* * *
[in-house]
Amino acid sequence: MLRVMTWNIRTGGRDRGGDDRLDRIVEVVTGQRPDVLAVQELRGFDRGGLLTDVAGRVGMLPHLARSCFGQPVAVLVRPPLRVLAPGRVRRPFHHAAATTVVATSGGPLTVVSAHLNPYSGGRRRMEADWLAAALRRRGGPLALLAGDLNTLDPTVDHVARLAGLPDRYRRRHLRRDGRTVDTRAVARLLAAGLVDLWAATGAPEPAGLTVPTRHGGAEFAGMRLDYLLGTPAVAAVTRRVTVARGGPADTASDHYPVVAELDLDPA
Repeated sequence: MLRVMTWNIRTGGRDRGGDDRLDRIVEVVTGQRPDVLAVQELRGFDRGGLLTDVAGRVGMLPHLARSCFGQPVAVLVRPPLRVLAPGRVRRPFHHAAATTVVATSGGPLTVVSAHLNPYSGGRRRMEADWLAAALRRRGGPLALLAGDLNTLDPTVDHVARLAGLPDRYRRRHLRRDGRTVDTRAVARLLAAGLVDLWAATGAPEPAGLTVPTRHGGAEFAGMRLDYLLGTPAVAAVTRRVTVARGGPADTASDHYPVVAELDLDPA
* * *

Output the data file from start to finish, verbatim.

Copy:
[in-house]
Amino acid sequence: MLRVMTWNIRTGGRDRGGDDRLDRIVEVVTGQRPDVLAVQELRGFDRGGLLTDVAGRVGMLPHLARSCFGQPVAVLVRPPLRVLAPGRVRRPFHHAAATTVVATSGGPLTVVSAHLNPYSGGRRRMEADWLAAALRRRGGPLALLAGDLNTLDPTVDHVARLAGLPDRYRRRHLRRDGRTVDTRAVARLLAAGLVDLWAATGAPEPAGLTVPTRHGGAEFAGMRLDYLLGTPAVAAVTRRVTVARGGPADTASDHYPVVAELDLDPA
Repeated sequence: MLRVMTWNIRTGGRDRGGDDRLDRIVEVVTGQRPDVLAVQELRGFDRGGLLTDVAGRVGMLPHLARSCFGQPVAVLVRPPLRVLAPGRVRRPFHHAAATTVVATSGGPLTVVSAHLNPYSGGRRRMEADWLAAALRRRGGPLALLAGDLNTLDPTVDHVARLAGLPDRYRRRHLRRDGRTVDTRAVARLLAAGLVDLWAATGAPEPAGLTVPTRHGGAEFAGMRLDYLLGTPAVAAVTRRVTVARGGPADTASDHYPVVAELDLDPA